McKinney acknowledges this and sees data as a unifier. “For collective impact to work, to achieve an agenda and to get something done, it requires a consensus on a shared agenda. That in turn is based on shared measurement tools to help us understand what is the problem and how do you understand the dimensions of it across race and class, etc., and how do you measure success.” For McKinney and the It’s Time Network, that shared measurement tool is a Women’s Well-Being Index, modeled in part on the work of the Women’s Foundation of California. “It’s needed in Colorado and all across the country. If we had one in every state, we’d effectively have women’s well being mapped across the nation among a number of indicators, and along demographics. How are African American women doing in Denver County compared to Latina women in Miami?”

Finalizing a Women’s Well-Being Index and bringing it to Denver is next on the It’s Time Network’s agenda. McKinney is working with The Women’s Foundation of Colorado and the Denver Office on Women and Families to fund and grow this initiative. She’s also working on getting every woman in Denver to contribute to its success. “We ourselves as women need to fund it. We all have to come together in a network that we all own together. It is ours. It is not mine or some organization’s. Men aren’t going to do it for us. Corporations are not. Government will not. We have to become an independent network of our own, that we own as women.”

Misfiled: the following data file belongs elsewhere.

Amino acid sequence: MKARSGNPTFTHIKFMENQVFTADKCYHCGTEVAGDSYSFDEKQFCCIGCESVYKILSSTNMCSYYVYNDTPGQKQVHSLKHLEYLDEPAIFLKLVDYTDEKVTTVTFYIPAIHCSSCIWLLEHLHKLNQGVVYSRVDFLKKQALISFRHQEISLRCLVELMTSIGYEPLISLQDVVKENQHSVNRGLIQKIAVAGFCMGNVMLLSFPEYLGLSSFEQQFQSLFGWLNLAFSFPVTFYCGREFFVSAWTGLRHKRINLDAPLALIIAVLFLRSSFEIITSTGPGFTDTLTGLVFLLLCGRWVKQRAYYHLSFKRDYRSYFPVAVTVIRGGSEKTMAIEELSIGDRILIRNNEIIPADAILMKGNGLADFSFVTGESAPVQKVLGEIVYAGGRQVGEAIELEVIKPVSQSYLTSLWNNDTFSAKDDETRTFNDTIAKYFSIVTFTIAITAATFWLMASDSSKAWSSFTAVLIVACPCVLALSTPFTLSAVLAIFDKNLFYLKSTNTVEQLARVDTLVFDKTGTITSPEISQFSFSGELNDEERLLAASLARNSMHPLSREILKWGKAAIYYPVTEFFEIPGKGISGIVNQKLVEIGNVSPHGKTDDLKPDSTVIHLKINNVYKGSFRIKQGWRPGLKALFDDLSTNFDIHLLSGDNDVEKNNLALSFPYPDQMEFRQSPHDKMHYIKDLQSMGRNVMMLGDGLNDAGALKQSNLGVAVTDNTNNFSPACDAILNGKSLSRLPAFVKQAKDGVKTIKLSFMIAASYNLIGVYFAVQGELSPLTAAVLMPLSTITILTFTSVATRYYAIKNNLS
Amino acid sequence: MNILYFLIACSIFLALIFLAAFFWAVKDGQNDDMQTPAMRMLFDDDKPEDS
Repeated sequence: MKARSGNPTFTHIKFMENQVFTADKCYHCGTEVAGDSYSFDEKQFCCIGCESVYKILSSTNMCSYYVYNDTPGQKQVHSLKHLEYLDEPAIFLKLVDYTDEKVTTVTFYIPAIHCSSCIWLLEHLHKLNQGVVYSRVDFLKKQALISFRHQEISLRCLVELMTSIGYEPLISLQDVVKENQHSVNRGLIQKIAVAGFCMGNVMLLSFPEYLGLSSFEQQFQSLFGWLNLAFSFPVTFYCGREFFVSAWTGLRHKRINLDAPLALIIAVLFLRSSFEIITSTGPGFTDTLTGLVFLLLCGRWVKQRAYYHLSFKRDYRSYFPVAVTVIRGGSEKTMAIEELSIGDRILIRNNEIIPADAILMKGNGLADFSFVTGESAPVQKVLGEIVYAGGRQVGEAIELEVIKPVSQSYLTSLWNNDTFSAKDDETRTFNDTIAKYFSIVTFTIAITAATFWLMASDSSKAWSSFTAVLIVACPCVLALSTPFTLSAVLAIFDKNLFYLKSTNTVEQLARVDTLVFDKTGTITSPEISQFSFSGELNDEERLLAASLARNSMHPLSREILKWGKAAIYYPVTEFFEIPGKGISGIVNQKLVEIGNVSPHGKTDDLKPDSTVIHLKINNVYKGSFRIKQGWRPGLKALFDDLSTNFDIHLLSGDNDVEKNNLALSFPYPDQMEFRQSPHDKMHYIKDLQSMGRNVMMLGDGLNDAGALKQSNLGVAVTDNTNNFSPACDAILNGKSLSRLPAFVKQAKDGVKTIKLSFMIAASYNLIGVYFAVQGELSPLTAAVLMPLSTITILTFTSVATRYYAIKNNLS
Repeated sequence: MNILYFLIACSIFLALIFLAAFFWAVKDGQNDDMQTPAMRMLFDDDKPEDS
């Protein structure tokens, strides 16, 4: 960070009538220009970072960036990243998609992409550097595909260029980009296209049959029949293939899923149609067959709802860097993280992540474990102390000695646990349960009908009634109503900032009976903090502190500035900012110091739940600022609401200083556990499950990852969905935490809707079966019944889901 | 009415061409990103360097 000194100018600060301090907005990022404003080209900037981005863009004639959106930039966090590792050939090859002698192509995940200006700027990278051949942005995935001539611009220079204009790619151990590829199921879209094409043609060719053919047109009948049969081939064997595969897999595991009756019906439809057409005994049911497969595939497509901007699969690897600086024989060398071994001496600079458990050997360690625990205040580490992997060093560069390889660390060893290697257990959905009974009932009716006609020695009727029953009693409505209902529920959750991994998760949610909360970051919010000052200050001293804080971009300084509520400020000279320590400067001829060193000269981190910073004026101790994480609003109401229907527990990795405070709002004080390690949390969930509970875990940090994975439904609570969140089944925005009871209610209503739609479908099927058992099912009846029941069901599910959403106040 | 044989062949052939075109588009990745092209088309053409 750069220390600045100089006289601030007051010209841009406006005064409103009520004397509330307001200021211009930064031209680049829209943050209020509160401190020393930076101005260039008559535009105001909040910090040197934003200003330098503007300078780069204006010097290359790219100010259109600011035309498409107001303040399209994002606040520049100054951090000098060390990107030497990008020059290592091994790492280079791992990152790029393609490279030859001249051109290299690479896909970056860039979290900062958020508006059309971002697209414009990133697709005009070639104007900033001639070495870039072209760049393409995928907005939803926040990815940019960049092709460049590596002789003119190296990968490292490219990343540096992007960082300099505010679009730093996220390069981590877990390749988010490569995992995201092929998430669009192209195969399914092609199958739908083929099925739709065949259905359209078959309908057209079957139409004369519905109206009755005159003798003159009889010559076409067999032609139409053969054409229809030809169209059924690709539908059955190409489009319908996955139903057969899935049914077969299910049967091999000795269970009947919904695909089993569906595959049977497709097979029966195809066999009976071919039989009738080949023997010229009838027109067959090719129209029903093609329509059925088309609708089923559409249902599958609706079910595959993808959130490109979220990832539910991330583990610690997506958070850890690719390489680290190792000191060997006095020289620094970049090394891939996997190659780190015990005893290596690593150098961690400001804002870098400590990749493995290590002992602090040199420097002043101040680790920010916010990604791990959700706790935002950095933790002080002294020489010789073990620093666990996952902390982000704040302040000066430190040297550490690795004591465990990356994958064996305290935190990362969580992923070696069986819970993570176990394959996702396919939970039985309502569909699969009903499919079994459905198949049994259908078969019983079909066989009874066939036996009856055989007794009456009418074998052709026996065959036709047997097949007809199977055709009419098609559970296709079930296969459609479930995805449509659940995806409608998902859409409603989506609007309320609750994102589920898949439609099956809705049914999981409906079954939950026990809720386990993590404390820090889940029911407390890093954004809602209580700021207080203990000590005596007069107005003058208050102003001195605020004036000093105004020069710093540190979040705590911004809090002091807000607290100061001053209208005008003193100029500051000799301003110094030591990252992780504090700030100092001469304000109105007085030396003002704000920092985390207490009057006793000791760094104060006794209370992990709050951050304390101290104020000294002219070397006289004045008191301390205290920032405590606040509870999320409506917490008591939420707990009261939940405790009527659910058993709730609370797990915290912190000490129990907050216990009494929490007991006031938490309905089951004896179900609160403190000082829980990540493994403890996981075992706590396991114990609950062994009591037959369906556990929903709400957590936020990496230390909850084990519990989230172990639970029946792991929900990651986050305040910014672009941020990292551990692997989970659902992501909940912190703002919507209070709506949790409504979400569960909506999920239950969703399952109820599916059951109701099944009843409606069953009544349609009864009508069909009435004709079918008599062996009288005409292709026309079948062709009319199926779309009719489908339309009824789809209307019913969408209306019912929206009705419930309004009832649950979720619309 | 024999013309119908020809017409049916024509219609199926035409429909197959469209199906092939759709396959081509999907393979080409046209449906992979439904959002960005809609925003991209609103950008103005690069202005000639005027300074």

Owning a piece of this network, for the women of Denver, costs $12 a year. “Most of us can afford $12 a year,” McKinney states “and with 10 million women in Denver, that amounts to $120 million a year.” This grassroots self-funding is key to the success of the It’s Time Network and its future projects in cities like Denver. However, it may also be the Network’s greatest obstacle.

“There is a lot of complexity in messaging this effort to women, and to getting women involved,” says Dr. Janell Bauer, Professor of Journalism and Public Relations at California State University, Chico. “Calling people to action, even with a low cost, can be difficult when the result is ambiguous.”

McKinney remains dedicated and passionate. “I look back on what has happened historically [for women] and what still hasn’t been accomplished. We do not have infrastructure. We do not have women’s collective economic independence. We have to get it. And we have to do it ourselves.”